Southern right whale mothers and their calves shelter in the noisy surf, stay in close proximity and effectively whisper—calling softly less than once per dive—to avoid attracting any unwanted attention.
Those are the findings of a team of international researchers including Lars Bejder from the Marine Mammal Research Program in the School of Ocean and Earth Science and Technology (SOEST) at the University of Hawaiʻi at Mānoa.
“We believe the whales’ unconventional choice of location in the crashing surf and their low-volume communication conceal and ultimately protect them from the unwanted attention of predators,” said Bejder.
Most mammalian new mothers are fiercely protective of their offspring. Even 15- to 30-foot-long southern right whale calves are vulnerable to attack by predators such as killer whales, so they may try to hide by gravitating to cloudy water. But the loss of visual contact could force the mothers and youngsters to call out to each other more, increasing the risk of attracting the wrong attention.
Answers were found when the research team traveled by boat to Flinders Bay, off the southern tip of Western Australia where southern right whales breed. Stealthily approaching the whales resting at the surface, the researchers attached sound recording tags to nine mother-and-child pairs and recorded 63 hours of interactions.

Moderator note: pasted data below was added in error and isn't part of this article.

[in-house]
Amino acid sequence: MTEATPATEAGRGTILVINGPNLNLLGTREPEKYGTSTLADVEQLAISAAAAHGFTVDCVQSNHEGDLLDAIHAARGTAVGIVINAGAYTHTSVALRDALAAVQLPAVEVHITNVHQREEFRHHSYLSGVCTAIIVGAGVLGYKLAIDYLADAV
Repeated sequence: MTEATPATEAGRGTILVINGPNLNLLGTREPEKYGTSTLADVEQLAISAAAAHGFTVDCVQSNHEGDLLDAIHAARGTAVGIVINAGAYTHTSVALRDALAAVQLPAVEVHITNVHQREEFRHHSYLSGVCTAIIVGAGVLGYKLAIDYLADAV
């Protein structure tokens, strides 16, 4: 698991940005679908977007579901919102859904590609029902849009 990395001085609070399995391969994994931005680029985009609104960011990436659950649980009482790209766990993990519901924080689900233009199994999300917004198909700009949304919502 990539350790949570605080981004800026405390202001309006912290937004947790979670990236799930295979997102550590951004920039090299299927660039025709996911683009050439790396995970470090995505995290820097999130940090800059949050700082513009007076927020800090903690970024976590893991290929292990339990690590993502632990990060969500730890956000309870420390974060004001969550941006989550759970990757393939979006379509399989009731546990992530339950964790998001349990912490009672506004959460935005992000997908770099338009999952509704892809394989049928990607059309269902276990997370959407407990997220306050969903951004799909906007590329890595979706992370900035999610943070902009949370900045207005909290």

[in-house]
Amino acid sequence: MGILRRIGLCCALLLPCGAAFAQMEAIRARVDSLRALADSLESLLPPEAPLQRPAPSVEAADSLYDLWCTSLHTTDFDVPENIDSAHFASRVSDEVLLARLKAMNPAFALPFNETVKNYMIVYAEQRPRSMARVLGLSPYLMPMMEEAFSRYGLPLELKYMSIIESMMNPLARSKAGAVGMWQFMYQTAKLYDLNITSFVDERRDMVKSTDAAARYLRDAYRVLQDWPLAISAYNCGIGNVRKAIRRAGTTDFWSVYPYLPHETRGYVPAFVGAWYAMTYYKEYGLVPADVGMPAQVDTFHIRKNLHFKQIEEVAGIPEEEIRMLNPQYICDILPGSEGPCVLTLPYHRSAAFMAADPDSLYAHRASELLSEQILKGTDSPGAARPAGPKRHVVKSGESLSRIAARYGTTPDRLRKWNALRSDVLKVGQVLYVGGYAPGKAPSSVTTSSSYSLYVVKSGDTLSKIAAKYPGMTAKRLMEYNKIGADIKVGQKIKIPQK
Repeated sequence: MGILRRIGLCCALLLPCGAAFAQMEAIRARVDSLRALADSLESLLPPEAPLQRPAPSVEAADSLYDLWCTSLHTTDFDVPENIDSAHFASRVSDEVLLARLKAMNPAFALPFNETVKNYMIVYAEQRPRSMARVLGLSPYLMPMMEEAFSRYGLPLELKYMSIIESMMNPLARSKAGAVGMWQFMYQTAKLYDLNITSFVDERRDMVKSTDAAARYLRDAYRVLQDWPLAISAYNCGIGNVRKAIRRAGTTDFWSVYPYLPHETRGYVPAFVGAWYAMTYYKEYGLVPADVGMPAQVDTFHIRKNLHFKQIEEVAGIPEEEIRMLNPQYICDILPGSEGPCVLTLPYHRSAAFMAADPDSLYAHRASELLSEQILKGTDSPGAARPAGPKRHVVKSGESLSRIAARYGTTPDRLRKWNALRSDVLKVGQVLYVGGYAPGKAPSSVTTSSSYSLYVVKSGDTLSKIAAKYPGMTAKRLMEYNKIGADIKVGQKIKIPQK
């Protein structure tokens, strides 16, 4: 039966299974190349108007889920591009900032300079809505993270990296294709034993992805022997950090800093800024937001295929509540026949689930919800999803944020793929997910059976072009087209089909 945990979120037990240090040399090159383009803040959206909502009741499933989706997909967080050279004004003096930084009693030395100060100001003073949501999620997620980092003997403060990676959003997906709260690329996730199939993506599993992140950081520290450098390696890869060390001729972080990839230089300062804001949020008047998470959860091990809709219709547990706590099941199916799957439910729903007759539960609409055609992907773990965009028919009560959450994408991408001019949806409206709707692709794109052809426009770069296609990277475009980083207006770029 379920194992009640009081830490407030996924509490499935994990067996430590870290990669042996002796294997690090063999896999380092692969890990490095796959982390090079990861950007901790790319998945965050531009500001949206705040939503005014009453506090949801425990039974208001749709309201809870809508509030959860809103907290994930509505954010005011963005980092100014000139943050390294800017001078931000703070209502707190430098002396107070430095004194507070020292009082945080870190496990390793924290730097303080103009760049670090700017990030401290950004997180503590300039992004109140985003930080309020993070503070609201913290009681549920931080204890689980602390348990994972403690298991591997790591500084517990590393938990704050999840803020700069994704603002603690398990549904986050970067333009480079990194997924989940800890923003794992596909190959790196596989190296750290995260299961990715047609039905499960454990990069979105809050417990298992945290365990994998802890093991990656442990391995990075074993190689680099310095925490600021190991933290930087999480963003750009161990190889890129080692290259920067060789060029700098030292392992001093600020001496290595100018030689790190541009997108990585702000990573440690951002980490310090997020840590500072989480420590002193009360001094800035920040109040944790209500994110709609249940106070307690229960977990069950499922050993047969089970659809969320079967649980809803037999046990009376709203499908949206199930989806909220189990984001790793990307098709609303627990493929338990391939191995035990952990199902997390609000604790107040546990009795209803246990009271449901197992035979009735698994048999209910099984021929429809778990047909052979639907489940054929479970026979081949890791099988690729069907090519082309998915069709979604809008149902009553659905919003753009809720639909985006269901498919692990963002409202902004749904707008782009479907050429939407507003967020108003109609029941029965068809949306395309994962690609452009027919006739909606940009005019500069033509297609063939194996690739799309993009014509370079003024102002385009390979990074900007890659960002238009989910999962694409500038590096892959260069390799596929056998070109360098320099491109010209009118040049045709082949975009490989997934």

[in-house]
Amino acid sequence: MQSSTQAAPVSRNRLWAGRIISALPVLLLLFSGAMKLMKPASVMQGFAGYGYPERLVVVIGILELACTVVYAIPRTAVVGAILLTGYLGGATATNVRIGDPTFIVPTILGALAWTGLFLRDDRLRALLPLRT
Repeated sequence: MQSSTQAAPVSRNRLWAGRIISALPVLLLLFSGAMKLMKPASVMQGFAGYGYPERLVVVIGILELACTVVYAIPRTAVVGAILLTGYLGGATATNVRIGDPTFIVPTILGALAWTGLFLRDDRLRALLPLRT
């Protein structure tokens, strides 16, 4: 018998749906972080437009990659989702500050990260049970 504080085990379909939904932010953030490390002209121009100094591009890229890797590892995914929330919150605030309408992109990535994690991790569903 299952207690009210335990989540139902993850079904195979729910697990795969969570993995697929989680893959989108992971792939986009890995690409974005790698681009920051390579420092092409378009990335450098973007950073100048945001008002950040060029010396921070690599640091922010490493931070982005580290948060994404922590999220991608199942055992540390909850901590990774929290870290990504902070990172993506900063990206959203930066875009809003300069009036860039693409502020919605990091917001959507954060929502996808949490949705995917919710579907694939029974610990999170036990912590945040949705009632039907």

“It was difficult to assign the calls to either the calf or the mom, because they are so close to each other,” said lead author Mia Nielsen from Aarhus University in Denmark.
When the calls were instead attributed to a mother-calf group, it became clear that the animals were producing two types of calls, a grunt and a mooing sound, that were communicated less than once per dive. Also, when the researchers analyzed the sound volume of the calls, it was surprising how quiet the grunts and moos were.
The team concluded that the pounding waves drowned out the calls within a few hundred meters, making it difficult for killer whales to eavesdrop on the soft conversations between the close pairs.
The study was published in the Journal of Experimental Biology.
—By Marcie Grabowski